Tuesday, December 29, 2020

Meditation 109

29 December 2020

There are two oranges in the Buddha’s lap this morning. The hoarder’s yard is framed by Buddha and six pink flamingos, legs nearly lost amid flowers and plastic buckets. In Charlottesville, two men walked past a shop with pink flamingos in the window, each carrying a pink flamingo unrelated to the others. The movie (1972) was part of a “Trash Trilogy,” I read, but then my internet falters so I can’t retrieve the plot. My husband’s name was Waters, until he changed it. By the waters of Leman the poet wept. One student hated him on principle, because he was a gatekeeper. We are stakeholders in the new dispensation, one that veers in and out of cliché, like so much, bearing the promise of something new but entangled in a net sack like an octopus. Use for bait, the fisherman says. Use for bait, my son says. Did the octopus look forward to seeing the philosopher as much as he did her? Do they wonder at our lack of suction, the way we stick to things in our heads, but let them go from our hands? How do we define ourselves without attachment? “I cannot believe I’m living in this time,” a neighbor tells me. They are all around us, and they are kind. The women who suffered violence supported him because they wanted to be safe, and he promised a lock (and a stock and a barrel). The woman who interviewed them had to stop because she broke her vow of non-judgment. There was nothing to say to the nurse who cared for a refugee but voted for Trump. Ethics writ small. When you pull the image closer to yourself, it blurs, losing the pixels that defined it. Unpinch it with your fingers, let it travel away from you like a peg on a google map. For an instant you see nothing, but your body assumes its vertigo like a lighthouse where two men prepare to kill each other for loneliness. I ask him to turn the TV off when I see the rerun image of a man dying beneath another man’s boot. Reality snuff shows keep us all in line, through the extremity of our feeling, which is never kind. “What’s it matter to you?” 

Monday, December 28, 2020

Lilith meets her Doppelgang


Image may contain: one or more people, dog and outdoor

Radhika and I spotted a dog in a truck up the hill that looked a lot like Lilith, so we angled closer. Behind the truck bed stood a gray haired and mustached man in an orange vest, mask pulled down under his chin, greeted me with, "St. Louis Cardinals! No!" Turns out he meant that in a good way. His dad worked for a licorice company 15 minutes from the Stadium, so he practically grew up there. Gibson and Brock were also his first favorites. Then Pujols, Rolen, Edmonds: they should have won four WS, he opined, but Tony LaRussa, "that dumb retard," got in the way. I mentioned Matheny (not in a good way) and he said, "way to destroy a great team", so I piled on with Mozeliak, to which he responded, "dumb Polack." I must have reacted, because he completed the sentence with, "I'm as Polish as they come so I can say that." On our way down the hill, Radhika got a lesson from her mother on white ethnic insults. "I didn't know that!" she said.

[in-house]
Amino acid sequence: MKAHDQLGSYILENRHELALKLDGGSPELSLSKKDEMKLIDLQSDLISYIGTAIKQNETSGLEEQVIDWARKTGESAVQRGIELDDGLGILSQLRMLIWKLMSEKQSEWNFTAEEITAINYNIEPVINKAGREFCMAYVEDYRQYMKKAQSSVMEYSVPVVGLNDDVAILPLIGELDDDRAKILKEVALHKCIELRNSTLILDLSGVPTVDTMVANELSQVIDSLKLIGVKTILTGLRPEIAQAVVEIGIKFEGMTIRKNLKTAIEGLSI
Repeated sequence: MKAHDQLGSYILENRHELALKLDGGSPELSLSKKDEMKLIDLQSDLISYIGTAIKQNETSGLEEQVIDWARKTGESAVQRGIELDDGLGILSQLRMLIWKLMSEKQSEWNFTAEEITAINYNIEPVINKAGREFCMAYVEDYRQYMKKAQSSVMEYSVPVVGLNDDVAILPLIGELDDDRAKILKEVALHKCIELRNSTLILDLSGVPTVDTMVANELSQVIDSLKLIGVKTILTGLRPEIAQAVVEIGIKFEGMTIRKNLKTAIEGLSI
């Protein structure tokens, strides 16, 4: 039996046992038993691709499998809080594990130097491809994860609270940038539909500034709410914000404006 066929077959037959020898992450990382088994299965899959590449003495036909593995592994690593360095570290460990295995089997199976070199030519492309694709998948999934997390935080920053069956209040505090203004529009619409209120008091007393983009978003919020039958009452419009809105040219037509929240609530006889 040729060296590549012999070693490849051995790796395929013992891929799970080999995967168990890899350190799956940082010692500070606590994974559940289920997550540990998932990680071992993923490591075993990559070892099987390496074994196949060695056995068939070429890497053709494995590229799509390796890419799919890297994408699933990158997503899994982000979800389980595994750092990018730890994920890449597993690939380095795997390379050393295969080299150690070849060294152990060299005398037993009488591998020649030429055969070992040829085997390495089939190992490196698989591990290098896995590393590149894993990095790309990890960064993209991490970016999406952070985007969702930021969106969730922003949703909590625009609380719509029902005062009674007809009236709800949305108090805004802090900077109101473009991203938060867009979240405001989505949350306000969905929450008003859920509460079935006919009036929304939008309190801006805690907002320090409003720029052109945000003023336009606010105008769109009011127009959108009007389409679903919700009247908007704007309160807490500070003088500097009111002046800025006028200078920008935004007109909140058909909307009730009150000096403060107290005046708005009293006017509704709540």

But back to the dogs. Their dog gave birth to three dogs in their bedroom at 3 a.m. (he seems to have slept through part of it). She had three puppies that were dachsund and terrier mixes, and then the dog that looked like Lilith. They figured it out! The neighbor's dog was part Corgie, and must have double-mated with their dog. Rob--for that was his name--pointed to the back seat, where another dog was lying down. 14 years old. Jack Russell? I asked. I dunno, he said, maybe some Dalmatian.

Saturday, December 26, 2020

Meditation 108

26 December 2020

It’s the pronouns that terrify. Lodged between the pronoun that signifies a known quantity and the pronoun that’s merely arbitrary, one pronoun took a gap year. Having planned to travel the continent, this she or he stays home, inhabiting the deep grammar of pandemic. Her poem enacted the loss of letters, until it became the page it was (not) printed on. He lost so many friends that he ate a large plate of mini-muffins bought at Costco. Binge grieving takes in more than it can swallow. Birds bring us happiness, but they also sing now. I listened to them on-line, but couldn’t pull song apart from song; the birds blended, leaving odes in short supply. "Bird thou never wert" gives the metaphor shell game away. Buy the plastic shroud for the Fit, place it over the electronics behind the mirror, then push the button to adjust what appears closer there. Car parts, tree branches, broken windows, and the echo of an artificial voice counting down. We don’t call this terror, but “a not accidental explosion.” We meant to vacate our monkey minds, but instead find the Melting Pot shattered, its staff out of work. Terror is imagination made literal. “It was like a movie,” the man said, his windows blown out. And sometimes Hollywood is like real life. Back to the shroud: it either bears witness to the oils on Christ’s skin or to grief’s gray hoodie. On the day of Premier League, it’s a bonnet, mask lifted to forehead and skull, leaving transmission possible through the breath. We can breathe, but a foot’s on the neck, all the same. "They know not what they do" can be said of many students, whose logic struts like baby goats in pajamas. Not knowing offers reason to refrain from judgment. In the dying days of this administration, more black men are executed, more white men pardoned for their crimes. He governs by fiat. The blue car wears pink eyelashes over its headlights. What they signify isn’t clear, but we’re grateful that they’re there. Banality is not evil, though it sometimes plays it on TV.